Some of us have a few physical problems, nothing that affects are ability to get the job done. You might see some of these signs in your co-workers today: gnarled hands that still have a permanently attached pen (black or blue ink), squinty eyes (from trying to see that computer screen), an indentation in their skull from years of wearing a headset, an off & on again tic under the right eye (from too many cups of caffeine & full-strength Coca-Cola), and has the ability to make the toughest street cop find a private place and cry because he (or she) has been taken down a peg or two (and isn't even sure what for).
Expect frequent bathroom breaks, smoking breaks (yes, many of them do smoke), and unusual foods as meal (bacon for lunch?). Texting? Forget it. You're lucky if your veterans have a cell phone. Social networking? No way, those with computers are still trying to figure out why their Internet goes away when the phone rings (dial-up really bites).
There is a language barrier to overcome with geriatric dispatchers. Don't talk tech talk us: veterans have come a long way. Treat us gently when it comes to technology. We've had to learn how to use answering machines, pagers, personal computers, cell phones, and compact disc players. Don't ask me about switching from DVD to blue ray unless you want a lecture on VHS verses beta in return.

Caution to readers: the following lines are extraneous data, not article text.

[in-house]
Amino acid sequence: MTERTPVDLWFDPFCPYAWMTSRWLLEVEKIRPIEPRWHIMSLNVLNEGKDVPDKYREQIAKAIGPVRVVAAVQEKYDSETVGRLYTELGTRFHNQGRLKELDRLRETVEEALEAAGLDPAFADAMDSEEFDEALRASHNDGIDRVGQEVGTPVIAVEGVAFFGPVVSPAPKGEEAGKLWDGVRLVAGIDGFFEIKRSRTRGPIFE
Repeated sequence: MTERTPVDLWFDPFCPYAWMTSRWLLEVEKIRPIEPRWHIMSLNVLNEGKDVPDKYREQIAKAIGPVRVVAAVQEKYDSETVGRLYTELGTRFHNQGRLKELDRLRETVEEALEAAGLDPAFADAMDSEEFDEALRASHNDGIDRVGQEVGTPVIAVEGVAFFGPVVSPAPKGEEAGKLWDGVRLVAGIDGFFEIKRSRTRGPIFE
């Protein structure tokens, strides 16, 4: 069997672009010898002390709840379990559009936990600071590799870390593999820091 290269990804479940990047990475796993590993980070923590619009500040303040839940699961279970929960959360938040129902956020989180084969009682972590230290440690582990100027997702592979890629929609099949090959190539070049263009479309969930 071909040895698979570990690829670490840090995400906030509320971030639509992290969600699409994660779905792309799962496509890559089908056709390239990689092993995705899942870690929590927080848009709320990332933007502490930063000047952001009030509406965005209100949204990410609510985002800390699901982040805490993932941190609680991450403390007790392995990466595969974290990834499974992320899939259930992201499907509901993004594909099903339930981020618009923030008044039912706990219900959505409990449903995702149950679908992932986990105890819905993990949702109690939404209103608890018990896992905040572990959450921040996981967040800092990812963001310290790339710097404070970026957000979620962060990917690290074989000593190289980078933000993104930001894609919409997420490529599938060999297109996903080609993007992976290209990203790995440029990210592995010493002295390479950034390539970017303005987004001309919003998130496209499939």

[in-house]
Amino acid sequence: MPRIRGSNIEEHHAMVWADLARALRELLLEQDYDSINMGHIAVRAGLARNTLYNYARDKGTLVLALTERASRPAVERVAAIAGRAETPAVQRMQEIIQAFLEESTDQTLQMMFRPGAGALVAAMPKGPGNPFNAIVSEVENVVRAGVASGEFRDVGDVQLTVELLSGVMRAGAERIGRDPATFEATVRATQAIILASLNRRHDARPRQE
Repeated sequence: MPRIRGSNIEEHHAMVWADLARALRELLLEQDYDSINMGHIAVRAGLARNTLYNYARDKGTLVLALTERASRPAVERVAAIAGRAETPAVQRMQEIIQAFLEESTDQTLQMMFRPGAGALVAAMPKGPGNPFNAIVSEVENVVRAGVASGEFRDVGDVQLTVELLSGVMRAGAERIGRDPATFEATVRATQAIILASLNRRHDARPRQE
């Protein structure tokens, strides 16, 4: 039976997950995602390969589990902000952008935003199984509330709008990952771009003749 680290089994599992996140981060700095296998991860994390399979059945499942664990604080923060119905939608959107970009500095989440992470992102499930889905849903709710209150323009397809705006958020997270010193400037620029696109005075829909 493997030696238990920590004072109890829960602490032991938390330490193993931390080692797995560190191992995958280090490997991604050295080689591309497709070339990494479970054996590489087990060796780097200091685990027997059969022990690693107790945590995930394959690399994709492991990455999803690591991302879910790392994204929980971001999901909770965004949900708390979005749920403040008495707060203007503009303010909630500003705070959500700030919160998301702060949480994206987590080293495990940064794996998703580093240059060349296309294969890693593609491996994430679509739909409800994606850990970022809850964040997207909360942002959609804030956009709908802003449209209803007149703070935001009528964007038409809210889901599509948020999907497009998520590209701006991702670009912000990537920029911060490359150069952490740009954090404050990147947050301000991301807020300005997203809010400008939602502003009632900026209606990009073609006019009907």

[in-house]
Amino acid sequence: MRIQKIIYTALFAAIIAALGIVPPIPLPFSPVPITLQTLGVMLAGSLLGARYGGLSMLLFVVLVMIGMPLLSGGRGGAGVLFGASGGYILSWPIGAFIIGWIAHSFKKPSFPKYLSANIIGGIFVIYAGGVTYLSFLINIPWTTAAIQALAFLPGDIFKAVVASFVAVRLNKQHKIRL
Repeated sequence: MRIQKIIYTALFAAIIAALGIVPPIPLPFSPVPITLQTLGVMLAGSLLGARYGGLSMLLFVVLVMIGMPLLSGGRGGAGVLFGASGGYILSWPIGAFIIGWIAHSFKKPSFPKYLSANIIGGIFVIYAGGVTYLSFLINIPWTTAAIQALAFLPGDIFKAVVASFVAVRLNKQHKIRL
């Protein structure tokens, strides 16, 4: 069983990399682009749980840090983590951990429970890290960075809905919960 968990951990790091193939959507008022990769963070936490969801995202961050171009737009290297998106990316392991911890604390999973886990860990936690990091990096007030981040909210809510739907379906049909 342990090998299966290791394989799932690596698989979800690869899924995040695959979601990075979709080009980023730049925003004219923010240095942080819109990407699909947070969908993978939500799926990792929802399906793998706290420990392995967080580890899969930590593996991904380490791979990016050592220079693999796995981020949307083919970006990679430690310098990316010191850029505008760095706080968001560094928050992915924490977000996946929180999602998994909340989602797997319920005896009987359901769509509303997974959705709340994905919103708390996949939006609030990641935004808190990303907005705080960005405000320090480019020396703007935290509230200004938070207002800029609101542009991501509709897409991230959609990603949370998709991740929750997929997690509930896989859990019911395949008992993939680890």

Don't get me wrong, geriatric dispatchers can be the nicest people in dispatch. When the crap starts flying, they are the ones the field personnel want on the radio. We remember old stuff from the stone age of radios. We watch out for our field personnel. We may not always get along, but we will stand together when the need is there. We may not do much training, and when we do, our little rookies are run through the ringer, but it's worth it.
The final question is, who qualifies to be a Geriatric Dispatcher? After all, we can't just let anyone in can we? My partner & I bantered back and forth and came up with a couple of easy answers to requirements. You have to meet one or more of the following:
1) Been in the Dispatching profession a cumulative amount of 20 years (active or retired).
2) Be a dispatcher who is at least 50 years old. This number was picked because this is when you start getting the AARP letters.
Alright - I can hear the tongues wagging and the keyboards clicking. who is going to be brave enough to comment? If this catches on, we coudl take it state or nationwide. T-shirts, mugs, pens, who knows what else? Gray pride!!! Maybe get some sponsers...
If not, well it's all in good fun...
Stay safe out there!